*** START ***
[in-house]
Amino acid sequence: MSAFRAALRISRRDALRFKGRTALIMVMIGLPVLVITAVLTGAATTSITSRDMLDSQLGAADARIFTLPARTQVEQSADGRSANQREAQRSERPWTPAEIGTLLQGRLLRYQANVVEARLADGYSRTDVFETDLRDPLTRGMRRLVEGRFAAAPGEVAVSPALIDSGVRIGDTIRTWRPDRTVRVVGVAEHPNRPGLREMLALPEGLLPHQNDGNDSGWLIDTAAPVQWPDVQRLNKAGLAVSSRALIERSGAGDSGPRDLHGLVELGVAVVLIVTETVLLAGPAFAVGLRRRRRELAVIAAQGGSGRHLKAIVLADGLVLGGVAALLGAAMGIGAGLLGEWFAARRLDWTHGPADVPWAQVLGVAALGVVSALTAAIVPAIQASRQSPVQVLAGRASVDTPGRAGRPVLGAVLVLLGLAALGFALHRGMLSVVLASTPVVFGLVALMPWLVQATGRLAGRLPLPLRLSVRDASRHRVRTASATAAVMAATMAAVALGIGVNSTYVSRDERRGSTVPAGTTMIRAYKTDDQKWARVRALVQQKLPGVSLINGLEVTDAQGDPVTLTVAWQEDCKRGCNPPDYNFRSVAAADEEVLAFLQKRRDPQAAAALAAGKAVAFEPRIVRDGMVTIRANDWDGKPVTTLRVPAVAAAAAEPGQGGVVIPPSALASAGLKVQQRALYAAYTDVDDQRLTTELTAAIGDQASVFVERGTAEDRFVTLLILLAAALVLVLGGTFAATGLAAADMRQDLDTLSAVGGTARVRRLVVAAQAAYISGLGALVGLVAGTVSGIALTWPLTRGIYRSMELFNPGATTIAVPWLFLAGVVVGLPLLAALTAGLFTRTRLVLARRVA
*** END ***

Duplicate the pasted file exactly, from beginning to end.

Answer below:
[in-house]
Amino acid sequence: MSAFRAALRISRRDALRFKGRTALIMVMIGLPVLVITAVLTGAATTSITSRDMLDSQLGAADARIFTLPARTQVEQSADGRSANQREAQRSERPWTPAEIGTLLQGRLLRYQANVVEARLADGYSRTDVFETDLRDPLTRGMRRLVEGRFAAAPGEVAVSPALIDSGVRIGDTIRTWRPDRTVRVVGVAEHPNRPGLREMLALPEGLLPHQNDGNDSGWLIDTAAPVQWPDVQRLNKAGLAVSSRALIERSGAGDSGPRDLHGLVELGVAVVLIVTETVLLAGPAFAVGLRRRRRELAVIAAQGGSGRHLKAIVLADGLVLGGVAALLGAAMGIGAGLLGEWFAARRLDWTHGPADVPWAQVLGVAALGVVSALTAAIVPAIQASRQSPVQVLAGRASVDTPGRAGRPVLGAVLVLLGLAALGFALHRGMLSVVLASTPVVFGLVALMPWLVQATGRLAGRLPLPLRLSVRDASRHRVRTASATAAVMAATMAAVALGIGVNSTYVSRDERRGSTVPAGTTMIRAYKTDDQKWARVRALVQQKLPGVSLINGLEVTDAQGDPVTLTVAWQEDCKRGCNPPDYNFRSVAAADEEVLAFLQKRRDPQAAAALAAGKAVAFEPRIVRDGMVTIRANDWDGKPVTTLRVPAVAAAAAEPGQGGVVIPPSALASAGLKVQQRALYAAYTDVDDQRLTTELTAAIGDQASVFVERGTAEDRFVTLLILLAAALVLVLGGTFAATGLAAADMRQDLDTLSAVGGTARVRRLVVAAQAAYISGLGALVGLVAGTVSGIALTWPLTRGIYRSMELFNPGATTIAVPWLFLAGVVVGLPLLAALTAGLFTRTRLVLARRVA